banking groups - UBS and Credit Suisse - rank among the top ten in the

In Singapore, the strong presence of Swiss financial institutions is
particularly visible. The measures which Singapore is taking to
liberalise its financial markets are naturally of great interest to
the Swiss. In particular we have taken note of Singapore's efforts to
free up compulsory savings, to deregulate brokerage commissions, to
bring disclosure and corporate governance requirements into line with
international standards and even more importantly, to allow foreign
banks and insurance companies greater freedom on the domestic market.

Over time, many factors have contributed to the success of the Swiss
financial industry. Switzerland enjoys a high level of political and
economic stability in the heart of Europe. Its currency is strong and
taxes are moderate. Staff in the financial sector are highly
professional, high-tech, multilingual and open to the world.  Last but
not least, there is banking secrecy.

Swiss banking secrecy is often misunderstood. In fact, what is at
stake is really financial privacy. The protection of individual
privacy is deeply imbedded in the Swiss sub-conscience. It is the
philosophical expression of private citizens' reluctance to trust the
authorities, which is found in many liberal societies. In Switzerland,
this expression has found its way into law. Swiss bankers are thus
legally bound to act with discretion in relation to the affairs of
their clients. But Swiss financial privacy laws are not absolute and
are definitely not designed to protect criminals.

Swiss legislation to prevent the criminal misuse of our financial
institutions has been re-enforced over the past few years and is now
among the toughest in the world. New measures have been adopted to
combat organised crime. The penal code has been amended, making the
corruption of foreign civil servants a criminal offence. Switzerland
plays a major role in the Financial Action Task Force on Money
Laundering (FATF) and the OECD, and closely monitors EU efforts to
combat tax crime.

Swiss law makes a clear distinction between tax fraud, for which it
can waive financial privacy rules and provide information to the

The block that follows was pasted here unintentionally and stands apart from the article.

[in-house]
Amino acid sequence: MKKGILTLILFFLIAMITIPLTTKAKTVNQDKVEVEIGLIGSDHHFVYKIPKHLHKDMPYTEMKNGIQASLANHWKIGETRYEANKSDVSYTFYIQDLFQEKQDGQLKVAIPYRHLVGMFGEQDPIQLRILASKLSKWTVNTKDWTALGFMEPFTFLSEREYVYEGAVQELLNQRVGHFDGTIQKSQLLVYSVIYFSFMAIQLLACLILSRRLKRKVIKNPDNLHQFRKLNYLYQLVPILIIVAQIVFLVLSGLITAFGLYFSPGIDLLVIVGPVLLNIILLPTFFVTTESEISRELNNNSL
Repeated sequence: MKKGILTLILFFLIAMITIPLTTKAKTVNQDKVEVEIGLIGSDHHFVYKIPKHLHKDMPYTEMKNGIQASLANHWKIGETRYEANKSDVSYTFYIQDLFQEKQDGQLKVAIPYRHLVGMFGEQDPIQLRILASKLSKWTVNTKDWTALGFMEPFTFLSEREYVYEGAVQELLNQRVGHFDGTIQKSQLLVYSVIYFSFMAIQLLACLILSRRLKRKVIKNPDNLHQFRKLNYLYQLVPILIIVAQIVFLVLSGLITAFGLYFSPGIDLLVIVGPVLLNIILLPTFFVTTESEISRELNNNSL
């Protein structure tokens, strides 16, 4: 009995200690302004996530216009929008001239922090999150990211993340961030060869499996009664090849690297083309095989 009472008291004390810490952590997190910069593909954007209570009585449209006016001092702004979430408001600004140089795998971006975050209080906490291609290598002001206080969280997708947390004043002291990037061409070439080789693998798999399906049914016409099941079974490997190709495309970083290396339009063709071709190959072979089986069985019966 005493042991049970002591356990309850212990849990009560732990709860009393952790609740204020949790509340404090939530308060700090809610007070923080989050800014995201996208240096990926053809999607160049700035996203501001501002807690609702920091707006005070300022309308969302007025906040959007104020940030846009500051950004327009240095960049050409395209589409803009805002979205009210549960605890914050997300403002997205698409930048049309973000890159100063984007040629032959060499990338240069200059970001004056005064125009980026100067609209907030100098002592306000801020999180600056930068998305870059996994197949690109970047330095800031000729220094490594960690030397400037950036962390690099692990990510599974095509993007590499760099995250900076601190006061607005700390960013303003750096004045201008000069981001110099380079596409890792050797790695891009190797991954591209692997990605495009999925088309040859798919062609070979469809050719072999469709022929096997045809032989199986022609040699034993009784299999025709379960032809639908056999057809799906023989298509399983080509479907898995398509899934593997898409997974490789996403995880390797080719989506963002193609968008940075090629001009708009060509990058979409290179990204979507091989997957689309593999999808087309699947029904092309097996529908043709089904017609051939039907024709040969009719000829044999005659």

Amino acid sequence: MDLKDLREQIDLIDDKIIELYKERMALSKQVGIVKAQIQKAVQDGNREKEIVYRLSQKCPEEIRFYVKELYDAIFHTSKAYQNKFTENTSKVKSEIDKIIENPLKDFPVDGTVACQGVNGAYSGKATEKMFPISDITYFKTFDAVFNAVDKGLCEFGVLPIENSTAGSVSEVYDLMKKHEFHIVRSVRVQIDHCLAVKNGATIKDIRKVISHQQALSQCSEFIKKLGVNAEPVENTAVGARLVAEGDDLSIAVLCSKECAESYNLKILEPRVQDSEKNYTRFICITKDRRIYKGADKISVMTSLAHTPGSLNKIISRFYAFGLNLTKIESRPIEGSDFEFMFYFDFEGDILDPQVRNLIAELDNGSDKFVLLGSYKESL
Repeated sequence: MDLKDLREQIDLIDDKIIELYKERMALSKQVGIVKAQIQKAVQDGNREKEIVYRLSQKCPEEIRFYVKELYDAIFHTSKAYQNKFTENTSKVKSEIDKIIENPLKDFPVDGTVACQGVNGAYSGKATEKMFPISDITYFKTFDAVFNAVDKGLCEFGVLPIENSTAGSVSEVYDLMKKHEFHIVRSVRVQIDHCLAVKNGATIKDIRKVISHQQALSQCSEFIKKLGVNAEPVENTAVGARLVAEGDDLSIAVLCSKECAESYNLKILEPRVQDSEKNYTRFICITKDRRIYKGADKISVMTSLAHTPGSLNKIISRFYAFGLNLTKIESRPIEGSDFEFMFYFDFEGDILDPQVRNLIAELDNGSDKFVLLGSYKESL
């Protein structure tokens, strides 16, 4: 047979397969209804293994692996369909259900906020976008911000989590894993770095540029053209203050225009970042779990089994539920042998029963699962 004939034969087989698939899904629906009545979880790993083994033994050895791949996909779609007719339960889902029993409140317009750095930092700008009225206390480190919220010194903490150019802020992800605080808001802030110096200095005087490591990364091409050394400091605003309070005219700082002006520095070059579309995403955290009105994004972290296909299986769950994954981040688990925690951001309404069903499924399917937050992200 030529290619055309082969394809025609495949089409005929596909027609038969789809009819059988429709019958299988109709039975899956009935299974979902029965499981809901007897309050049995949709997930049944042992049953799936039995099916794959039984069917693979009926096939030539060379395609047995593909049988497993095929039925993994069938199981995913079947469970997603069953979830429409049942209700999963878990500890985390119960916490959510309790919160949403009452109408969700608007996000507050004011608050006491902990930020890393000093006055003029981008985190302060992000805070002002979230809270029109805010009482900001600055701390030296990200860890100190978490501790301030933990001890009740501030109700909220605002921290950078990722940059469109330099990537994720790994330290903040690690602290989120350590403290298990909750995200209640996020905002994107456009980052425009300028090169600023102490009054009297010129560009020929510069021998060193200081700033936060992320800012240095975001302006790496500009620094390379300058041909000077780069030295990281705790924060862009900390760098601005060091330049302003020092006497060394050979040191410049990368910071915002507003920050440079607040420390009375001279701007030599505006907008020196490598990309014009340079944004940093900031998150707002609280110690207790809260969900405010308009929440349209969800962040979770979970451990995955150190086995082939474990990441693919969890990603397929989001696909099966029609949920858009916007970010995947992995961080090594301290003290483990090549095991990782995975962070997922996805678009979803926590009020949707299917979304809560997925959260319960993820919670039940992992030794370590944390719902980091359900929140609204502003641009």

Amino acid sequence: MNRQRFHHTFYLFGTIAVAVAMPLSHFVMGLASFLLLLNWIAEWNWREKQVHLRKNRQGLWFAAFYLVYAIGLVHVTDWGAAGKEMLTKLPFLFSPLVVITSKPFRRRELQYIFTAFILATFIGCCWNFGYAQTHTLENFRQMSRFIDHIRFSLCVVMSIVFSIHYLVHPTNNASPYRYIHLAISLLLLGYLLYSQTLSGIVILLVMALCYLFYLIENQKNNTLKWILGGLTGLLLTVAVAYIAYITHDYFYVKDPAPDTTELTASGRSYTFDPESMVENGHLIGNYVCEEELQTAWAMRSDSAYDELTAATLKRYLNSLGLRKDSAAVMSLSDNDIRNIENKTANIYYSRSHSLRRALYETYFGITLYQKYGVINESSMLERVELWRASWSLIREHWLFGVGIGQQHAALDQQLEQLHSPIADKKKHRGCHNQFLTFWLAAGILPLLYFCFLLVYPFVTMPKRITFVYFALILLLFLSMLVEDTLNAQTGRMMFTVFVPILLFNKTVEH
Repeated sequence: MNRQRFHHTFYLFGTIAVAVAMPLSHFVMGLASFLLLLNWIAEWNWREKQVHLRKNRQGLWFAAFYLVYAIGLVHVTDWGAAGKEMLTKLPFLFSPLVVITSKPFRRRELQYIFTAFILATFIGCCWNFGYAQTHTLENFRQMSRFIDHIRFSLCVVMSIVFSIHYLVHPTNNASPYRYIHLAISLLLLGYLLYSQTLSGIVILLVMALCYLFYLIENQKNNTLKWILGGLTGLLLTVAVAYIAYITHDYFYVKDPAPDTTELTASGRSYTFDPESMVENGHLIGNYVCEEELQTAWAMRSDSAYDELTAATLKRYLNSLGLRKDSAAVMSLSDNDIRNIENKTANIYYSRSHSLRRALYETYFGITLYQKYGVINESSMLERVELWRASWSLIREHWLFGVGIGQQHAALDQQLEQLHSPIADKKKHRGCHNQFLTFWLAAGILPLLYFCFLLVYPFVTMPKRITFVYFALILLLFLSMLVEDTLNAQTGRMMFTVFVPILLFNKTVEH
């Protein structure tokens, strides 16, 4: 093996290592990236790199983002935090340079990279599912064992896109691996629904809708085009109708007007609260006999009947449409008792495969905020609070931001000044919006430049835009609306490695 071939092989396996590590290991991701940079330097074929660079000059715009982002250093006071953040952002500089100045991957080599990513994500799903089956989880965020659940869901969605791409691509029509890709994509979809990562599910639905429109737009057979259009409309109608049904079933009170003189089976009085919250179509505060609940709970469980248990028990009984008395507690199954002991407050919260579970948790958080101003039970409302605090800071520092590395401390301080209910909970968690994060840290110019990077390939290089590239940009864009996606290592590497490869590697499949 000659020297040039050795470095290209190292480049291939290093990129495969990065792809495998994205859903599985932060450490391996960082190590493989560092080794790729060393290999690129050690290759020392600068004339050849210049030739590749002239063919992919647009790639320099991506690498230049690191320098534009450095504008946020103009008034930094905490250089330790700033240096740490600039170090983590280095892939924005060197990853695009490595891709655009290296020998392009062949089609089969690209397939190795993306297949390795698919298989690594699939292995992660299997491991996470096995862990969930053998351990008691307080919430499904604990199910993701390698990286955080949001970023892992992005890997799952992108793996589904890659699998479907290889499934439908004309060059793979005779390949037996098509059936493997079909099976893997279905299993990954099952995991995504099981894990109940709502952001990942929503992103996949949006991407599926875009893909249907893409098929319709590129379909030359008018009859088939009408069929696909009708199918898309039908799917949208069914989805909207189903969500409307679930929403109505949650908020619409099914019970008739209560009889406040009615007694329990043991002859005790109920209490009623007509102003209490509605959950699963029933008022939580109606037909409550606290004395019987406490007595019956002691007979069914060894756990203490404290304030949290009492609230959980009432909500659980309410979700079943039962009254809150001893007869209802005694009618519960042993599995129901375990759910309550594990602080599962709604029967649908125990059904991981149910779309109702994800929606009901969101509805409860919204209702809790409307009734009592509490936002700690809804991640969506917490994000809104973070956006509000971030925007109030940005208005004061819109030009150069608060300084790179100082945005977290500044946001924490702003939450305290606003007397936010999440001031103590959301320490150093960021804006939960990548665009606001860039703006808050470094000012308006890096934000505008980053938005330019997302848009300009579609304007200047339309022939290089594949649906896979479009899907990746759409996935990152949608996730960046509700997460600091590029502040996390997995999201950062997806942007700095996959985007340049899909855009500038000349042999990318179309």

authorities of other countries, and tax evasion, which is the failure
to properly declare one's income. Tax evasion is a civil offence in
Switzerland (as opposed to a criminal offence), and can lead to severe
penalties. But it is not considered sufficient grounds for infringing
financial privacy laws.

The Swiss authorities do not like tax evasion any more than other
governments.  This is why, fifty years ago, they introduced an
effective tool to fight it without infringing financial privacy laws.
The withholding tax is levied on the income of securities issued by
debtors in Switzerland. Its current rate is 35%, the highest in the

Switzerland does its best to strike a balance between the protection
of privacy and the interests of the state. Generally speaking, we take
the view that tax evasion is easier to prevent when taxation is
moderate and efficient use is made of government resources.

Switzerland is always ready to discuss the legitimate interests of
third parties, in particular the interests of the EU. If the EU were
to establish an effective way of taxing interest on capital,
Switzerland would have no interest in attracting transactions the sole
aim of which would be to get round the EU's new fiscal regulations. We
would be willing to find effective ways of discouraging such
transactions by introducing some kind of withholding tax of EU
residents' savings in Switzerland. But for such measures to be
effective, equivalent efforts would also have to be made by other
financial centres, both in EU dependent territories and outside the
EU. In any case, we cannot accept solutions involving the exchange of
information. Our financial privacy laws are not negotiable.

We are not blind to the fact that a weakening of Switzerland's
traditional financial privacy laws would be welcomed by competing
financial centres. They would be happy to welcome the assets that
would leave Switzerland as a result. The Swiss government is ready to
defend this important part of its economy and help it grow.
Regulators are not alone in facing strong pressure from competitors.
Service providers also face strong competition. Switzerland is ready
to deal with all such challenges in a spirit of dialogue, confident
that solutions can be found to satisfy all concerned.

Finally, I feel certain that we shall find allies in other countries
which share our interests. Indeed, I am convinced that Switzerland and
Singapore have plenty of good reasons to work more closely together in
meeting the challenges of the future, for our mutual benefit.

Dear friends,

Singapore and Switzerland are strong partners. Both are committed to a
liberal economic order and free trade. When Switzerland and Singapore
were founded, the basic need to survive was what drove them to
eventual economic excellence.  We had to try hard to be the best.
Today, we are both among the most internationally-minded countries in
the world. Our economic success is based on continuous

During my short stay, I enjoyed a very stimulating environment here in
the Switzerland of Asia. My country, as well as the Swiss business
community, are committed to Singapore and Asia which, in terms of
economic growth, will most probably be the continent of the 21st

Thank you.